“Know What’s Worth Dying For”: Inside The Police-Free CHAZ
CONTENT WARNING: Contains descriptions of violence and drug use.
Protests against police brutality erupted worldwide following the murder of George Floyd on May 25, 2020. The unique demonstrations in Seattle, Washington have captivated the news media. On June 8, 2020 the Seattle Police Department pulled out of the East Precinct at 11th and Pine in the Capitol Hill neighborhood. Since then, protesters and Black Lives Matter activists have taken a foothold in 6 blocks around the precinct, christening it the “Capitol Hill Autonomous Zone”, or “CHAZ”. Protesters defined borders with road barricades and signs, many of which read “NOW LEAVING USA” when crossing the threshold.
The area is now a police-free zone, with hundreds of people camping in the streets and in Cal Anderson Park. Black Lives Matter speakers take the podium several times a day. Counter-protesters disrupt the talks by heckling and harassing attendees, sparking fears of a violent confrontation. However, pointing to the positives, many activists say that this is what a police-free city could look like.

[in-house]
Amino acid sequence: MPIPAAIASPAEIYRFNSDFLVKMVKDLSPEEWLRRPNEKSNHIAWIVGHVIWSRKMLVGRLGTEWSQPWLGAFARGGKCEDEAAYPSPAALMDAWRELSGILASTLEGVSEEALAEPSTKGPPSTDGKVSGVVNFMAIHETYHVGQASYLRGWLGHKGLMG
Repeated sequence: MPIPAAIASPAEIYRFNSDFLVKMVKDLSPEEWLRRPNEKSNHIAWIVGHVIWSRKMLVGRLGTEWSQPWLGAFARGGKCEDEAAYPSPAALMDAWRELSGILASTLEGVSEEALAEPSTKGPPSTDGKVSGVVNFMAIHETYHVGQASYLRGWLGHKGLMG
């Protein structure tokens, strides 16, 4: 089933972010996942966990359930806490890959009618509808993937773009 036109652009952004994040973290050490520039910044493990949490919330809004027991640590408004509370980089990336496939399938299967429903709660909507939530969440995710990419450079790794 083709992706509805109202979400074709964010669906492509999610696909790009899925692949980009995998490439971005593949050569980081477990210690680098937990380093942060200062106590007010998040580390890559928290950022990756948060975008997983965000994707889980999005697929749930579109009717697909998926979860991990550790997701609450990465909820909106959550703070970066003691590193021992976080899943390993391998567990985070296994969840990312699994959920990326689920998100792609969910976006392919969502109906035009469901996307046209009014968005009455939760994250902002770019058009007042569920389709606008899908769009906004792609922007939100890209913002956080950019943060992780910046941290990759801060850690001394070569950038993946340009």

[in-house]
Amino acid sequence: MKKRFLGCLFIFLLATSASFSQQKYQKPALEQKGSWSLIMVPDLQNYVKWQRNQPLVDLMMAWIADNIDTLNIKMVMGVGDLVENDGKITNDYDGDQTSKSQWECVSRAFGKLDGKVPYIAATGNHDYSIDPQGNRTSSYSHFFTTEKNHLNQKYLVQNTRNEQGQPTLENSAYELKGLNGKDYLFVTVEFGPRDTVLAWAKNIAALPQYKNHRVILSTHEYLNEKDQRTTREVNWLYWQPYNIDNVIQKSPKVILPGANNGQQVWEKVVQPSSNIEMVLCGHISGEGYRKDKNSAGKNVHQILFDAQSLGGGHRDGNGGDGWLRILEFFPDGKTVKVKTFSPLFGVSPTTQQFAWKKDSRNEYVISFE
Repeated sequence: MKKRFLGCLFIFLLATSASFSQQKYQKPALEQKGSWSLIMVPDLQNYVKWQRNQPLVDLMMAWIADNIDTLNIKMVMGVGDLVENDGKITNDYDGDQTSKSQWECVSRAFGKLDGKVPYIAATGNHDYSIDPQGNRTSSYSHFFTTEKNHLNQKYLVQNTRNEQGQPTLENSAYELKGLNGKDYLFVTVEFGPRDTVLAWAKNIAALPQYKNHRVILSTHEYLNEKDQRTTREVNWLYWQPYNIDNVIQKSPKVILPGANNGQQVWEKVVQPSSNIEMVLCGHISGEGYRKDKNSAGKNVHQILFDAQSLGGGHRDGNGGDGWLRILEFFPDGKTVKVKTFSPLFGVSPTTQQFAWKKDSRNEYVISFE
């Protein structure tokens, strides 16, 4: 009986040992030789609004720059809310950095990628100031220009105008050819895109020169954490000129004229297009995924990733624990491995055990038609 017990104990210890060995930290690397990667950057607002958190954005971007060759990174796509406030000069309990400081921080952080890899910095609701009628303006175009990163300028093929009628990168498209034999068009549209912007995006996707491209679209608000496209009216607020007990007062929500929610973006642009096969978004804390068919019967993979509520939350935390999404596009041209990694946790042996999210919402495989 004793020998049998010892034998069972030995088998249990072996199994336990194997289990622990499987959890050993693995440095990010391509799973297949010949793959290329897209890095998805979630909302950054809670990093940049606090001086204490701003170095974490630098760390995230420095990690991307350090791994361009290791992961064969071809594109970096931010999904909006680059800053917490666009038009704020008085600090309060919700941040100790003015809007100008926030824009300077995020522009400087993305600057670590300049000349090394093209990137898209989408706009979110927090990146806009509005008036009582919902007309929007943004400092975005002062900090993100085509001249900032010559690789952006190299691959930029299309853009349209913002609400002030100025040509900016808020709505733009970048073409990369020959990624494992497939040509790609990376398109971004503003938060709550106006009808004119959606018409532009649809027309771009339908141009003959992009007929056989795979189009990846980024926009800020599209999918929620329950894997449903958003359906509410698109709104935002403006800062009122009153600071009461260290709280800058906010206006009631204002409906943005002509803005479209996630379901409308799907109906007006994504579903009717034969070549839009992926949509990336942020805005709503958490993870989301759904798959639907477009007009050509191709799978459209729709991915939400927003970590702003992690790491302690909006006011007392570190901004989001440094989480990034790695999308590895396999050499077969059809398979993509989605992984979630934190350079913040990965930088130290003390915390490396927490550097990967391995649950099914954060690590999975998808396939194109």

I sat down with an anonymous source who worked for five days as part of the border patrol team at CHAZ. This is a first-hand account of their experiences. Their responses have been edited for length and clarity.
We meet at a local burrito place. It is raining hard, and I’m late. They order the jalapeno popper burrito. The atmosphere is affable.
When did you first decide to go to the CHAZ?
It was a super spur of the moment decision. I had been hearing about it over Twitter, Reddit and everything. They desperately needed people, especially people who had any sort of experience being a street medic. From getting the idea of, “maybe I should fly out there” to being on a flight was about 6 hours. I booked that flight the same night I left. I brought enough clothes for 2 weeks, both my phones, a pair of headphones, my medications, and a blanket.
What did you find when you arrived?
Nothing, really. I got an Uber from the airport and just walked in. There wasn’t any sort of greeting or orientation. It was more just, everyone knew their place. I went out to the park and met some folks. I joined…